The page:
On Saturday, October 28, the Chicago Athletic Association hotel opens its doors for its third annual Halloween bash, "A Twilight Zone." The party promised to "explore the intersection of highbrow costumes and downtown dance parties": there will be a live DJ performance at Cindy’s, the hotel's rooftop space, coupled with sensory-defying artistic expressions in suites along the hotel’s 13th floor. WHEN: Saturday, October 28, 9 p.m. – 1 a.m.TO R.S.V.P.
Chicago artist Laura Collins, known for her work surrounding celebrities and particularly those with a proclivity for popping up on the cover of US Weekly, is becoming a pop-culture phenomenon in her own right. Her first solo show in 2016, “The Olsen Twins Hiding From the Paparazzi,” was a hit, and garnered coverage on PopCrush, ArtNet, and in Rolling Stone. And her newest exhibit, debuting this Friday at Brooklyn’s THNK1994 museum, might just top it.
Chicago restaurant group Lettuce Entertain You is making it easy to support Breast Cancer Awareness Month this October. From now through the end of the month, a portion of proceeds from various menu and bar items at its restaurants will be donated to organizations like Pink Agenda & Fab-U-Wish partnership, Bright Pink, and The Lynn Sage Foundation.
Muck Rack makes it simple to find people, tweets, or articles that mention any name, keyword, company, hashtag etc. We've compiled this guide to help you make the most of your search.
Selecting a term
Start searching tweets, articles from media outlets, articles mentioned in tweets, journalists'
names, titles and bios with some suggested searches:
Companies or Topics (e.g. iPhone, Microsoft)
Phrases (e.g. "cloud computing") — use quotes to keep the terms together
Twitter handles (e.g. @username) — returns those who have mentioned or replied to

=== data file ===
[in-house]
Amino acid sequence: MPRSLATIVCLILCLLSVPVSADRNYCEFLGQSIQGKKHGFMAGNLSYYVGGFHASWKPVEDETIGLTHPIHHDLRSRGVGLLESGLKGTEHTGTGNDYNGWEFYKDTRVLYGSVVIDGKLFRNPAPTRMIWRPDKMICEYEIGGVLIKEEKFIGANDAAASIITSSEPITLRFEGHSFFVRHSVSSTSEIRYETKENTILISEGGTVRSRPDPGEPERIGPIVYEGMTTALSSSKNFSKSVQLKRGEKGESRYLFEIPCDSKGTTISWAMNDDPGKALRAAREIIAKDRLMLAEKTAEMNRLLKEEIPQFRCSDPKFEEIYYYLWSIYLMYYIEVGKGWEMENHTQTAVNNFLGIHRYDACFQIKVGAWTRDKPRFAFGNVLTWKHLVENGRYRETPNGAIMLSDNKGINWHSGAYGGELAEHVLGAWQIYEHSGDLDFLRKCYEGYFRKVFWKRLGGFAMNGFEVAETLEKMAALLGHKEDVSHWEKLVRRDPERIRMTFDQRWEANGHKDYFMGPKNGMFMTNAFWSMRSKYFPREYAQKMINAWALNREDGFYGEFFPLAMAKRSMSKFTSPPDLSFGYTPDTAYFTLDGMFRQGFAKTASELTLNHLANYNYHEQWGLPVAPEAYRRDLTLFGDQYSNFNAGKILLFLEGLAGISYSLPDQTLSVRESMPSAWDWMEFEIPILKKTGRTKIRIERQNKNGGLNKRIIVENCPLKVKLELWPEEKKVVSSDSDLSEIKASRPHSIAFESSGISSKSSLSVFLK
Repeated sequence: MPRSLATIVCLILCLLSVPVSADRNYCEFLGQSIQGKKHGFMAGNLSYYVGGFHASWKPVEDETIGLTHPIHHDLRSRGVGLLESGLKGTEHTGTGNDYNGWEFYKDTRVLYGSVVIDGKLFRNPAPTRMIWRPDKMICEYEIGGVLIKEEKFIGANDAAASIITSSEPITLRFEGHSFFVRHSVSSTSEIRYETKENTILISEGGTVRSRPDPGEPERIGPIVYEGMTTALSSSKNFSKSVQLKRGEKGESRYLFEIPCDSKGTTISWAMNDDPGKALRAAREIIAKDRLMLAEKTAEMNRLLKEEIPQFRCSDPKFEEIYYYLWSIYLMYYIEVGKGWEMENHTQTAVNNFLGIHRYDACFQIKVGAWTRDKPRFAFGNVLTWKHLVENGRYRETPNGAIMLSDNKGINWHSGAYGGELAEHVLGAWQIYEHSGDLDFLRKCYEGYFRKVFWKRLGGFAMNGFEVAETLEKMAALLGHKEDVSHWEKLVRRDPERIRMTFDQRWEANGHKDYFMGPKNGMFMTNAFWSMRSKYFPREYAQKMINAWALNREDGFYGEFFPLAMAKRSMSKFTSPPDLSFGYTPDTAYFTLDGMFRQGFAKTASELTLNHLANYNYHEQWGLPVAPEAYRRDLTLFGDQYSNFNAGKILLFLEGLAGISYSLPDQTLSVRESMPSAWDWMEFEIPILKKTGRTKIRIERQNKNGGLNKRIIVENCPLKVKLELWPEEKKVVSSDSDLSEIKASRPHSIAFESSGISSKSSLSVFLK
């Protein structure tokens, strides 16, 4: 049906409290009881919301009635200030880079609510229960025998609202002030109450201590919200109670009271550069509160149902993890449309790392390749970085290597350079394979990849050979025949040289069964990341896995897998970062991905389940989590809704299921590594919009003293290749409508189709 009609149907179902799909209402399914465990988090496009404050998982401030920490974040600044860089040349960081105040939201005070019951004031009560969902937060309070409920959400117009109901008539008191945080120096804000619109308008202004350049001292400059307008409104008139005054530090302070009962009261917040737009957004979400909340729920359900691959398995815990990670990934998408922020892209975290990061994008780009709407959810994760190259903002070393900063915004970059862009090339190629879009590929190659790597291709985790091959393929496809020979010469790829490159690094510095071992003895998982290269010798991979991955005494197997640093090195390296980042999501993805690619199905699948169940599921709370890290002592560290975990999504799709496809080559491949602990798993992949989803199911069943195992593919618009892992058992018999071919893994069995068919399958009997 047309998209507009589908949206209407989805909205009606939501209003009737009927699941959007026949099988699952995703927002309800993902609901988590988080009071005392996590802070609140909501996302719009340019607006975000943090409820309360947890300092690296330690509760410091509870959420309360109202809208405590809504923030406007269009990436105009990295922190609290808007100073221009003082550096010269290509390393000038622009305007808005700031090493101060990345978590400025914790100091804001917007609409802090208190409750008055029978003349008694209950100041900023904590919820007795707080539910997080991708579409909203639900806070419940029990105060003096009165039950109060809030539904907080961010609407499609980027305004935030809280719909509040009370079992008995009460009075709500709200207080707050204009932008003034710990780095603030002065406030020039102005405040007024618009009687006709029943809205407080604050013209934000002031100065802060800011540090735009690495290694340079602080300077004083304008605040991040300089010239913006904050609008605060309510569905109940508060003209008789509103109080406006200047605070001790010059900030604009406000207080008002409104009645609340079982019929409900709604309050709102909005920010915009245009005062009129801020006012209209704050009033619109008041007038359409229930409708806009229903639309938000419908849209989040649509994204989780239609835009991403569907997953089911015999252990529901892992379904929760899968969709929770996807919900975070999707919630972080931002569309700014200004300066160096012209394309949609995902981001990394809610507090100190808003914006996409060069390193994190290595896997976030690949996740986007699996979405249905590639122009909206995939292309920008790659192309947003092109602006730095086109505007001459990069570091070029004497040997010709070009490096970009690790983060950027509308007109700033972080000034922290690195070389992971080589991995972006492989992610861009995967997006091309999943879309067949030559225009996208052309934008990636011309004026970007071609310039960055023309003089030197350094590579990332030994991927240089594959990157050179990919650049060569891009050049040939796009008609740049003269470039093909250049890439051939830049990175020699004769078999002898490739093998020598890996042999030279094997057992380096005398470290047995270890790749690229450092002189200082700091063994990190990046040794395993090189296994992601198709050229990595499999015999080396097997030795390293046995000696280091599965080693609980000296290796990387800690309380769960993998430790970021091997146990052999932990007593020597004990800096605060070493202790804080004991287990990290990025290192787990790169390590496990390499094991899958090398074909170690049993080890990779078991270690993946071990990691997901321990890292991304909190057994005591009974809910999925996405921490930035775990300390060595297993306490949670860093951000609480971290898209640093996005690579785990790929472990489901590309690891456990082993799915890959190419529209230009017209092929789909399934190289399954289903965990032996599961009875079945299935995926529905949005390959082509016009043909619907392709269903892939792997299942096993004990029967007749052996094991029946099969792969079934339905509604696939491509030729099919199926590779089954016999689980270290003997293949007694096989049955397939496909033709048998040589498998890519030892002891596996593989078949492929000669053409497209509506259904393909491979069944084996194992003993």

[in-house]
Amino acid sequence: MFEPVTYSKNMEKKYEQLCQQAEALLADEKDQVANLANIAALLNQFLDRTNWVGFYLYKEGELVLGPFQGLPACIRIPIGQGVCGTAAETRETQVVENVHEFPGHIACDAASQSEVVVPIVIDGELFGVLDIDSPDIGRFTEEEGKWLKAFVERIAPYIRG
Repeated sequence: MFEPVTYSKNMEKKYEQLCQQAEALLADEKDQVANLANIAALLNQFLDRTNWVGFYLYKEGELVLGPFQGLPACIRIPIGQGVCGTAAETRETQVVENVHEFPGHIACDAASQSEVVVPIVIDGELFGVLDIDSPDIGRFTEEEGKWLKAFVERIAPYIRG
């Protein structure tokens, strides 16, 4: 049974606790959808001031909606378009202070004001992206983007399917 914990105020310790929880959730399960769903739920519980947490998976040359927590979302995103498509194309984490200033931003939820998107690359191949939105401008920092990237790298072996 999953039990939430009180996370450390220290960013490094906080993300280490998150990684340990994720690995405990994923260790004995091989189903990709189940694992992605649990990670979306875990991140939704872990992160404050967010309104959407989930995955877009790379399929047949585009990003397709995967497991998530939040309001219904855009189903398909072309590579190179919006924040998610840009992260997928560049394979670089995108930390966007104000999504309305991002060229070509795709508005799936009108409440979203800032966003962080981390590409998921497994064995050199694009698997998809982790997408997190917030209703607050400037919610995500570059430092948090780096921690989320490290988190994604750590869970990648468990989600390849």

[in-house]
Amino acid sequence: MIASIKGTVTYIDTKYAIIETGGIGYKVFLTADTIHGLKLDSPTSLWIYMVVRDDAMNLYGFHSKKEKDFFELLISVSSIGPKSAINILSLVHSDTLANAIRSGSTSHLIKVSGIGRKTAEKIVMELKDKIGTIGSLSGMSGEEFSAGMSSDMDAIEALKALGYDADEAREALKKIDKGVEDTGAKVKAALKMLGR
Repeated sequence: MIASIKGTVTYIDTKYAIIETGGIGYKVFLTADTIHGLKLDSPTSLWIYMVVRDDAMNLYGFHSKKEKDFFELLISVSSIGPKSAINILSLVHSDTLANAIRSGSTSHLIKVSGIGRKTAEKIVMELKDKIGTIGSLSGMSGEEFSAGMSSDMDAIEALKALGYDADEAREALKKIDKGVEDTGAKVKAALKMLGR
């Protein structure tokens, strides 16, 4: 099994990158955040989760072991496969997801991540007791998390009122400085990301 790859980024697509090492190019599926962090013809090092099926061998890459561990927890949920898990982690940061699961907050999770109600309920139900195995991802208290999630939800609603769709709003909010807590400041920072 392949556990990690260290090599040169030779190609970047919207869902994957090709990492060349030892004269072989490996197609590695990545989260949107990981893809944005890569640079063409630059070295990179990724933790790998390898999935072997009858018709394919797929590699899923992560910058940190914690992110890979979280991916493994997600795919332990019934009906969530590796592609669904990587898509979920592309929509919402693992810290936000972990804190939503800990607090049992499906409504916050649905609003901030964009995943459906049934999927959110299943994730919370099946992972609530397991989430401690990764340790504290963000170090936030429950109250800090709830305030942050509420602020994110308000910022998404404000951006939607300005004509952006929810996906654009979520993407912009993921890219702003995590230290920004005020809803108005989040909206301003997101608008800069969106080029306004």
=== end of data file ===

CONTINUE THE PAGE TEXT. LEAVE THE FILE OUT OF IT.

Names (e.g. "David Pogue")
Hashtags (e.g. #sxsw, #london2012)
Bio details (e.g. vegan, Olympics, father)
Muck Rack's Advanced Search allows for many boolean operators.
Find results that mention multiple specified terms, use AND or
+. For example, ensure each result contains both Elon Musk and Mark Zuckerberg by
searching Musk AND Zuckerberg or Musk + Zuckerberg.
Use the operators OR or , to broaden your search when you'd like either of
multiple terms to appear in results. (This is the default behavior of our search when no operators
are used). For example, results will contain either cake or cookie by searching cake OR cookie or cake,cookie
Use NOT or - to subtract results from your search. For
example, searching Disney will yield results about the Walt Disney Company as well as Walt Disney
World Resort. To exclude mentions of Disney World, search for Disney -World or Disney
When using one of these operators with a phrase, enclose it in quotation marks. For example, you can
find results about smartphones excluding Apple's iPhone 4S by searching smartphone -"iPhone
Exact case matching or punctuation
If you're searching for a brand name or keyword that relies on specific punctuation marks or capitalization, you can
find results that match your exact query by adding matchcase: before the keyword you're searching for, like matchcase:E*TRADE .
Use parentheses to separate multiple
boolean phrases. For example, to find journalists talking about having fun in Disney World or
Disneyland, search for ("disney world" OR disneyland) AND fun.
An asterisk can be used to search for any variation of a root word truncated by the asterisk. For example, searching for admin* will return results for administrator, administration, administer, administered, etc.
A near operator is an AND operator where you can control the distance between the words. You can vary the distance the near operation uses by adding a forward slash and number (between 0-99) such as strawberries NEAR/10 "whipped cream", which means the strawberries must exist within 10 words of "whipped cream".